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Asia's Glaciers Could Lose One Third of Their Mass by 2100

Glaciers in Asia could shrink to one-third of their current size by the end of the century even if warming stays below 1.5 degrees C, according to new research. A study published Wednesday in the journal Nature finds that glaciers in the Tibetan plateau experience higher levels of warming than the global average.


The study's models predict the glaciers could shrink by half should temperatures rise 3.5 degrees C and by 65 percent if temperatures rise by 6 degrees C by 2100. The glaciers, which hold the largest concentration of water outside the poles, feed major rivers and supply drinking and irrigation water to millions in the region.

For a deeper dive:

AP, The Guardian, Vice

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Forest Gardening With Space for Wild Elephants

By Michael B. Commons

In my collaboration with Terra Genesis International, I have been given space and support to investigate what we may call "Regenerative Pathways," looking at real life examples of functional farming systems that we can identify as being on the "Regenerative Agriculture Pathway."

While these farms/farming systems might be called "Regenerative Farms," we see regeneration more as a long term process and continuum that we can evaluate through indicators such as soil health, water retention, biodiversity, community health and more.

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Slava Bowman / Unsplash

How Can We Help Put a Human Face on Climate Change?

By John R. Platt

Communicating the truths about climate change isn't always easy. Sometimes the effects of climate change seem to hover in the future, or are occurring most visibly in other parts of the world. Other times they're subtle—at least for now. And of course, there are some people who just don't want to hear anything about it.

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Popular
Aerial view of Yaguas River and the Cachimbo tributary. Alvaro del Campo, Field Museum

Peru's Newest National Park Safeguards 2 Million Acres of Amazon Rainforest

The Peruvian government announced it will establish a new and enormous national park in the Amazon.

Yaguas National Park, located in the northern region of Loreto, consists of 2,147,166 acres of rainforest, a vast river system and is home to more than 3,000 species of plants, 500 species of birds and 160 species of mammals, including giant otters, woolly monkeys, Amazonian river dolphins and manatees. The park also features 550 fish species—one of the richest fish faunas in the world.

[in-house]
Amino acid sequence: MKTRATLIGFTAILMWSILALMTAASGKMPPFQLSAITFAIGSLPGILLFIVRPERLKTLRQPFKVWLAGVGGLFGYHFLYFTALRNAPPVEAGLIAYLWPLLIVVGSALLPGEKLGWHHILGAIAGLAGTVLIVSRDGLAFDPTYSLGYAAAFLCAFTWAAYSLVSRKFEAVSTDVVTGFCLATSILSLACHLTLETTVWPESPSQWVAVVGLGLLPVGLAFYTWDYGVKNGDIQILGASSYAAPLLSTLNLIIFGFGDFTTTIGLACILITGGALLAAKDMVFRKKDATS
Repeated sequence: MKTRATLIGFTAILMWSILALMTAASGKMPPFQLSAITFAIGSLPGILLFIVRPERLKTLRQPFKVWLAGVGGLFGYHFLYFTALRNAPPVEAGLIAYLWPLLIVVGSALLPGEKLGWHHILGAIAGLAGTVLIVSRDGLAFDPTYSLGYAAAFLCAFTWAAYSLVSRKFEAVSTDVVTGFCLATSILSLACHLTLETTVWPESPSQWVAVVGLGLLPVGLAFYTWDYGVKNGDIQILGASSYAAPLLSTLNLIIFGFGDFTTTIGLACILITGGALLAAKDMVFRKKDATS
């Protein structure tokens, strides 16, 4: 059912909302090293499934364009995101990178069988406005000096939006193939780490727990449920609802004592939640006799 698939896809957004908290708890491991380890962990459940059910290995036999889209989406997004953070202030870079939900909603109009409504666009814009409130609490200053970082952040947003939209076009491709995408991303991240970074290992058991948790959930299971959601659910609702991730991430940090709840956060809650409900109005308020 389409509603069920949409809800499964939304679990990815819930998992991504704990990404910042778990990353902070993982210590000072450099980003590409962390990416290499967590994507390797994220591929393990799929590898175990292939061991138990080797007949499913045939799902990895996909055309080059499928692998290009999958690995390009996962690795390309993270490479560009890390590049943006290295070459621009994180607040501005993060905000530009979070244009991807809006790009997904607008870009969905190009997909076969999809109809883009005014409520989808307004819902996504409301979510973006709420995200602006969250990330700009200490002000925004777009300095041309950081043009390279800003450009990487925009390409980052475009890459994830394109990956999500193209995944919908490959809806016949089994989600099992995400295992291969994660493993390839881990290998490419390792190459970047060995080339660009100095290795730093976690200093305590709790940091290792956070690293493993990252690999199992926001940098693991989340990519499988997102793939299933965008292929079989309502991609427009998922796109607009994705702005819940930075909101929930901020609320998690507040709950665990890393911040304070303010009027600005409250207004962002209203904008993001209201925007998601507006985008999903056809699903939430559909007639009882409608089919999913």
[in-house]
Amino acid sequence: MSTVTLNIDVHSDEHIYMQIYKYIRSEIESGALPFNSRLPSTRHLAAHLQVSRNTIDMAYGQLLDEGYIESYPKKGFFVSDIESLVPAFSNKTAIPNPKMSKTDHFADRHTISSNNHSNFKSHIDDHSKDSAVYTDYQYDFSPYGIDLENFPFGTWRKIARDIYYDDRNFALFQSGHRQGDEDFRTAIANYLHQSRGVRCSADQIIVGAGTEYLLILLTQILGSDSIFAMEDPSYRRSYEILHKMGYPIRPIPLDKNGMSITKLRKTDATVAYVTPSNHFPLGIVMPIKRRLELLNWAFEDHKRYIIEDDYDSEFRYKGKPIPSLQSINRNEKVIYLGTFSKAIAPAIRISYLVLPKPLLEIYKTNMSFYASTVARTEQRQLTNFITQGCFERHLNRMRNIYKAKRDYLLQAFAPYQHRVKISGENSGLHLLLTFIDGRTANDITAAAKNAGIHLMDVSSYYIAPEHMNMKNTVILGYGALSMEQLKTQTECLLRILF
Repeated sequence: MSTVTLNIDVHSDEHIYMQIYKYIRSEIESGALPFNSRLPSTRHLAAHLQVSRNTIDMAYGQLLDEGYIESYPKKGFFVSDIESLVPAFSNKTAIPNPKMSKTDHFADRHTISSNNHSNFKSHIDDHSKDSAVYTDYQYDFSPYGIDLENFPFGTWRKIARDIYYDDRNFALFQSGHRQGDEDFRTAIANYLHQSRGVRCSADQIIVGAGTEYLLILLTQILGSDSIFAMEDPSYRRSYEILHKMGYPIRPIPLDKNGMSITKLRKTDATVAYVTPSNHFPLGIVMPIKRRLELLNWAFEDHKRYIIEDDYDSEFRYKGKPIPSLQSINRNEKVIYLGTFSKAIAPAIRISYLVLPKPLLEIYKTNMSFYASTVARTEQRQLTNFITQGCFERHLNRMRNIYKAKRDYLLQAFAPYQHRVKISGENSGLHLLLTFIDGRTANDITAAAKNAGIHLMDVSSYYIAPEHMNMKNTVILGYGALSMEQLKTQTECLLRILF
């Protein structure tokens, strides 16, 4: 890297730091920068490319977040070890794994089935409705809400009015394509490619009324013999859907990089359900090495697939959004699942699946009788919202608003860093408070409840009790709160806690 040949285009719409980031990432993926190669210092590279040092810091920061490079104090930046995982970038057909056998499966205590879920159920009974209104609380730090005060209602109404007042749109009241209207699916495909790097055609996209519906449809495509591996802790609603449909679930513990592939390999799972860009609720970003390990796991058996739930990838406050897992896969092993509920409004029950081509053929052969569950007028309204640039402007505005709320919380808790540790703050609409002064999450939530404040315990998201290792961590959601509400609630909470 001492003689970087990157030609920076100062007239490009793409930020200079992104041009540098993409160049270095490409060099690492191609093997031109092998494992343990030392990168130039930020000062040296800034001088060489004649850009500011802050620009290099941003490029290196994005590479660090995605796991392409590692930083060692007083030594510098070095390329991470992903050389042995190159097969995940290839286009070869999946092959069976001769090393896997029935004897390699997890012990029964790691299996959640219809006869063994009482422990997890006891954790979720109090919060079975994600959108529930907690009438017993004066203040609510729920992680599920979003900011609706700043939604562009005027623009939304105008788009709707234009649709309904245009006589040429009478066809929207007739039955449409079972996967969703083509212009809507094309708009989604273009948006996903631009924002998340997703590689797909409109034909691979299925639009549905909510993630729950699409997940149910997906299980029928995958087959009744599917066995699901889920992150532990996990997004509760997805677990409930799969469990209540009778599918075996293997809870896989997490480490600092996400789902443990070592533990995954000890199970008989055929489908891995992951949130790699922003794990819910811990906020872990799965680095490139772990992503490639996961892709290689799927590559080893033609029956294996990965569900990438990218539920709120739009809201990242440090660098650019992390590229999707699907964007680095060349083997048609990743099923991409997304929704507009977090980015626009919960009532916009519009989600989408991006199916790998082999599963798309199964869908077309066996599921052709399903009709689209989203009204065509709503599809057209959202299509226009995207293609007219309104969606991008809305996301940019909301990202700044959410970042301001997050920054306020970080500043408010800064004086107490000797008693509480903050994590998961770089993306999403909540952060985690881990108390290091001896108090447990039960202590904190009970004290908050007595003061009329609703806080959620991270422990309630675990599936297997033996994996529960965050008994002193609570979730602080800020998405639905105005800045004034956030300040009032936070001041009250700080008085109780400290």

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Molteno Dam Reservoir in Cape Town. Wikimedia Commons

Will Cape Town Become the First Major City to Run Out of Water?

Cape Town is on track to become the first major city in the world to run out of water.

The world-renowned tourist destination—and the second-most populous urban area in South Africa after Johannesburg—could approach "Day Zero," when most taps run dry, by April 21, Mayor Patricia de Lille said Tuesday.

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The mountains of Haiti. PO2 Daniel Barker / DVIDS

Haiti’s Most Popular Ecotourism Destinations

The tropical Caribbean island of Haiti is a paradise with a rich, fascinating history, natural wonders and diverse cultural offerings. It has also been named by some as the next big thing in regional tourism.

But ecotourism in particular could become important for Haiti, with its rich land and sea biodiversity. Globally, the business of ecotourism generates more than $600 billion a year and is connected to hundreds of thousands of jobs.

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Politics
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Nearly All Coastal Governors Denounce Plan to Expand Offshore Oil Drilling

Politicians from coastal states around the country continue to call for their states to be exempt from the Trump administration's proposed expansion of offshore drilling following its politically-tinged decision last week to remove Florida from the plan.

The Interior Department said last week that Secretary Ryan Zinke had spoken with seven coastal governors opposed to drilling, including the governors of North and South Carolina, Rhode Island, Delaware and Washington. Oregon Gov. Kate Brown's office told press Zinke would consider removing the state from the plan following their call, while California Gov. Jerry Brown's office reports that Zinke promised to travel to the state to further discuss the offshore leases.

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Rob Hainer / IStock

In Alabama, a Cleanup Unearths Toxins—and Scandal

By Matt Smith

Lot by lot, backhoes and dump trucks are scraping and hauling away yards on the north side of Birmingham to remove soil laced with heavy metals and other industrial wastes—the legacy of this city's years as a steelmaking power.

Federal prosecutors say that effort also uncovered something else: a scheme to save polluters millions by putting the neighborhood's representative in Montgomery on their payroll.

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Brian Wanamaker / Flickr

Two Major Food Companies Announce War on Packaging Waste

More and more businesses are stepping up to reduce consumer waste. Iceland Foods, a major UK supermarket chain specializing in frozen food, announced on Tuesday that it will eliminate plastic packaging from its own brand of products by the end of 2023.

In a separate announcement on Tuesday, McDonald's said it will add recycling to its more than 36,000 locations around the world by 2025 and pledges that all packaging on customer products will come from "renewable, recycled or certified sources" by that same year.

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